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what is alive?

Mario Vaneechoutte Mario.Vaneechoutte at rug.ac.be
Fri Sep 13 14:53:18 EST 1996

Mike O'Hara wrote: 
> > Carrying on from the original question (are viruses alive) and looking at Mario Vaneechoutte's definition, how do people feel about 'alive' for the BSE agent. At this stage it looks to be a variant protein form that perpetuates its structure by altering non-variant forms (the ultimate in political conversions). One would have to suppose that the variant form arose in some way and has since perpetuated itself.
Ed Rybicki wrote:
> For me, it's simple: it's not replicating; like fire, it is simply
> propagating a chemical reaction which varies according to its
> substrate; therefore, it is not alive.

Strange, according to the definition I favour: 'Life or living
information is that information which is capable of make more material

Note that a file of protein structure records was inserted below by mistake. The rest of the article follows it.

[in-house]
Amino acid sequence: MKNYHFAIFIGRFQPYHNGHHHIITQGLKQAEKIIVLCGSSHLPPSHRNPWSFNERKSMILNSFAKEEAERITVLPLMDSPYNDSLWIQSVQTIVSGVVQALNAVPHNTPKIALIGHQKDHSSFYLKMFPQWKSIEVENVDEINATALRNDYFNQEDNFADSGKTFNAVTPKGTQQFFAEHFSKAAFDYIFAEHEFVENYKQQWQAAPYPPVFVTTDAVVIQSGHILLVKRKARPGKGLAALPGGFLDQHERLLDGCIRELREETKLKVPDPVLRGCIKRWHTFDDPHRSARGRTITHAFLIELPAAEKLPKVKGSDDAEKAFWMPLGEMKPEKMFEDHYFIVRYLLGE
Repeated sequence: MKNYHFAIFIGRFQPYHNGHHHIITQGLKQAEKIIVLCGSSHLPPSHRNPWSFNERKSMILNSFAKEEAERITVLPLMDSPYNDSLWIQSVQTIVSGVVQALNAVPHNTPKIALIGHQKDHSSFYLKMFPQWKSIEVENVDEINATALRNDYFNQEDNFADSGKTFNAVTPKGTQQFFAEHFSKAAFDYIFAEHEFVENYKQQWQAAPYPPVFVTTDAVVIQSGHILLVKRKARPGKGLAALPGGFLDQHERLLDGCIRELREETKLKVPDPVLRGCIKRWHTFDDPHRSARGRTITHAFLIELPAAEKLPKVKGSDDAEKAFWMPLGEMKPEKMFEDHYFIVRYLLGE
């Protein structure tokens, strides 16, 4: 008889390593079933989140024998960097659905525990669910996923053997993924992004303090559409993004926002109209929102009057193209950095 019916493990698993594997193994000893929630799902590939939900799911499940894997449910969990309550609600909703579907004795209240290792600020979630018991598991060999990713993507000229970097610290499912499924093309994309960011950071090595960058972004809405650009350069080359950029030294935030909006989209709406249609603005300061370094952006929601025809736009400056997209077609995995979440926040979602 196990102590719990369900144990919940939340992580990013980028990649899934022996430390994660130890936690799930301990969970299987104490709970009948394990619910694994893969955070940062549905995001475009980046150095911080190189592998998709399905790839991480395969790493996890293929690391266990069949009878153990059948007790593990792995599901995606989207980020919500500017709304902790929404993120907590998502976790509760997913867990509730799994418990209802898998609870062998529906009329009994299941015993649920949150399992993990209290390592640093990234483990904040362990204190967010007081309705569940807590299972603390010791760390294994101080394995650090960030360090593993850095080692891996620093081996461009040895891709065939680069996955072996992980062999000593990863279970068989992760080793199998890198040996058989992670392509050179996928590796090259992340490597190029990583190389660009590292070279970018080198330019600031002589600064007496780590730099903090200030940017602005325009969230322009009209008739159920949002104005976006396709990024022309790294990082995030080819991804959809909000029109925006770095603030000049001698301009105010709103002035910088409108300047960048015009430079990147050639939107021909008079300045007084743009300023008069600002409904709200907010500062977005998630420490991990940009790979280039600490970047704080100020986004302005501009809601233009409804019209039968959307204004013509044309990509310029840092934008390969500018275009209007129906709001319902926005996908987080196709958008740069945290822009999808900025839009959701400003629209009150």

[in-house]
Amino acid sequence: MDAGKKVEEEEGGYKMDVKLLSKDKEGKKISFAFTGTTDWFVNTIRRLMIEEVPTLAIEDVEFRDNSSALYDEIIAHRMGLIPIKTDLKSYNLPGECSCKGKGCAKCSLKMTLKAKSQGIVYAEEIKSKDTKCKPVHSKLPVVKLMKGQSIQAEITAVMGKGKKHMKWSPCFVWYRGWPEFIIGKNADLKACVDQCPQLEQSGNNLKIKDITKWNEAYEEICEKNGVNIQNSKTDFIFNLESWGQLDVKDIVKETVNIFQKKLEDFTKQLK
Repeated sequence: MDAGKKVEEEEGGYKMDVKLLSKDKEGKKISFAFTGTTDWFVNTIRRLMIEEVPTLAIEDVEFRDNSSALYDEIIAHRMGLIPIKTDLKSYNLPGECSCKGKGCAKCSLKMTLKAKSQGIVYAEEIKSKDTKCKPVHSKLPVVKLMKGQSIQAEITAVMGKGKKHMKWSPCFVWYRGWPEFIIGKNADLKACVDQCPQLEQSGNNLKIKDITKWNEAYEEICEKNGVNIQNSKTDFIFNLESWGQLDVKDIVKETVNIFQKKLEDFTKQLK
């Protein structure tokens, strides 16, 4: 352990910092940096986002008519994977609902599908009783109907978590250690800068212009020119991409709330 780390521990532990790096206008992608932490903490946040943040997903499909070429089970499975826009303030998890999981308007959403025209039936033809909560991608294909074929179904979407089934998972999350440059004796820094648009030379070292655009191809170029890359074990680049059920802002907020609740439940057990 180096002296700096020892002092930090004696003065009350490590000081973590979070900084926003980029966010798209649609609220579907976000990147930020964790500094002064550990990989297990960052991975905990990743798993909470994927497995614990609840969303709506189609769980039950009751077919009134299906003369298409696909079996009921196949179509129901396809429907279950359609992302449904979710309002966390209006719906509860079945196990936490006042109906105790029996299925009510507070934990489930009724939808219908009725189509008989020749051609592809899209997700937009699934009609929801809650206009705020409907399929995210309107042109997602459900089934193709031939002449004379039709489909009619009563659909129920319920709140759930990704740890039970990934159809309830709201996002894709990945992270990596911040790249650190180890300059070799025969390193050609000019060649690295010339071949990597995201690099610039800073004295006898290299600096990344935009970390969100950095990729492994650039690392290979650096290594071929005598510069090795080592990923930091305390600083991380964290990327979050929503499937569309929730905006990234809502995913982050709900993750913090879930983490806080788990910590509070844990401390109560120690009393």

instantiations of itself by copying already existing instantiations of
itself', prions are alive. It came as a surprise that something else
than  DNA-RNA could replicate on its own and by a completely different
mechanism, but prions fit the definition of 'life' I stick to.
All depends on the definition of course, still this one allows for a
clear cut between living and nonliving information.

Indeed, as Mike O'Hara points out: it is sufficient that an initial
instantiation somehow originates to start an instoppable proces: prions
keep transforming normal proteins into prion proteins. Compare to wrong
information (oral, printed, in the media, on the net): once it got
started, you can't withdraw it. Only a few copies can be abolished, but
the other copies keep going on copying. That's life. It's a cancer.

(Sorry if a similar posting reaches you. At the moment I can't see the
first one in the Newsgroup, so I try again).

PS. Maybe prions can be considered as a new form of life, which
originated much later than DNA-RNA-protein life, and which could exist
as a parasite on this predominant form of life. This is different than
DNA-RNA-protein parasitic species, which are derived from
DNA-RNA-protein organisms. 

Mario Vaneechoutte
Laboratory Bacteriology & Virology
Blok A, De Pintelaan 185
University Hospital Ghent
Belgium 9000 Ghent
Tel: +32 9 240 36 92
Fax: +32 9 240 36 59
E-mail: Mario.Vaneechoutte at rug.ac.be

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